Because inline function expansion does not require that the applications meet the criteria for whole program analysis normally require by IPO, this optimization is one of the primary optimizations used in Interprocedural Optimization (IPO). For function calls that the compiler believes are frequently executed, the Intel® compiler often decides to replace the instructions of the call with code for the function itself.
In the compiler, inline function expansion typically favors relatively small user functions over functions that are relatively large. This optimization improves application performance by performing the following:
Function inlining can improve execution time by removing the runtime overhead of function calls; however, function inlining can increase code size, code complexity, and compile times. In general, when you instruct the compiler to perform function inlining, the compiler can examine the source code in a much larger context, and the compiler can find more opportunities to apply optimizations.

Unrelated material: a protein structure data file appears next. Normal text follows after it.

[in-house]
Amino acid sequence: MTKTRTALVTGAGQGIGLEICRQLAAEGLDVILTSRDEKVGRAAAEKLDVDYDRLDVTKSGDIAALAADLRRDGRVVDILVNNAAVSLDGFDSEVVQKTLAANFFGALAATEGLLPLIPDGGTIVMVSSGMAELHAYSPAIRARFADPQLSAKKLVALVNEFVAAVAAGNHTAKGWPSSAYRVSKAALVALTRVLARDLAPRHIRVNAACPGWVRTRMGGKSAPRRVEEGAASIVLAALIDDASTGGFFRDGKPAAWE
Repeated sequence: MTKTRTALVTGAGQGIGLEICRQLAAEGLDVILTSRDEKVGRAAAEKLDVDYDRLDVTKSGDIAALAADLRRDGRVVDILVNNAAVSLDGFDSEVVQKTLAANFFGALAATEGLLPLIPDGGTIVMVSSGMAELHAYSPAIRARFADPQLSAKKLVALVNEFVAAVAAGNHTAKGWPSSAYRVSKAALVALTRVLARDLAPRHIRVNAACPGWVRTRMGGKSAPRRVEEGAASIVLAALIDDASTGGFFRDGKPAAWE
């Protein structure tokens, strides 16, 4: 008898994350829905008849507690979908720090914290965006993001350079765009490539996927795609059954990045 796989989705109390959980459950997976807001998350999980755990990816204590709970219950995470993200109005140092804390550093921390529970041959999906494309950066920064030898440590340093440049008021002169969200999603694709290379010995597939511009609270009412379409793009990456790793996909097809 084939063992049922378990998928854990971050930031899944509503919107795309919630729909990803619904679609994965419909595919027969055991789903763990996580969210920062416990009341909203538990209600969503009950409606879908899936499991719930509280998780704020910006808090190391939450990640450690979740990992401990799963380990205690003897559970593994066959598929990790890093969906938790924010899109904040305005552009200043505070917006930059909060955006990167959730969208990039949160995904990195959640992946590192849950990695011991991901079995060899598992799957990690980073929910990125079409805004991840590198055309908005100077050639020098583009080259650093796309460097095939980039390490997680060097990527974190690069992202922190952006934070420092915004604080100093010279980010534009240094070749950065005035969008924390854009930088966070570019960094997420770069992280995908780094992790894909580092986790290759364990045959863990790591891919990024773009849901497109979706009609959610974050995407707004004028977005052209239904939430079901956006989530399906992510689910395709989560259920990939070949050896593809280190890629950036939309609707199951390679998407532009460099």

Specifying -ip (Linux* and Mac OS* X) or /Qip (Windows*), single-file IP, causes the compiler to perform inline function expansion for calls to procedures defined within the current source file; in contrast, specifying -ipo (Linux and Mac OS X) or /Qipo (Windows), multi-file IPO, causes the compiler to perform inline function expansion for calls to procedures defined in other files.
The compiler attempts to select the routines whose inline expansions will provide the greatest benefit to program performance. The selection is done using the default heuristics. The inlining heuristics used by the compiler differ based on whether or not you use Profile-Guided Optimizations (PGO): -prof-use (Linux and Mac OS X) or /Qprof-use (Windows).
Combining IPO and PGO produces better results than using IPO alone. PGO produces dynamic profiling information that can usually provide better optimization opportunities than the static profiling information used in IPO.
The compiler uses characteristics of the source code to estimate which function calls are executed most frequently. It applies these estimates to the PGO-based guidelines described above. The estimation of frequency, based on static characteristics of the source, is not always accurate.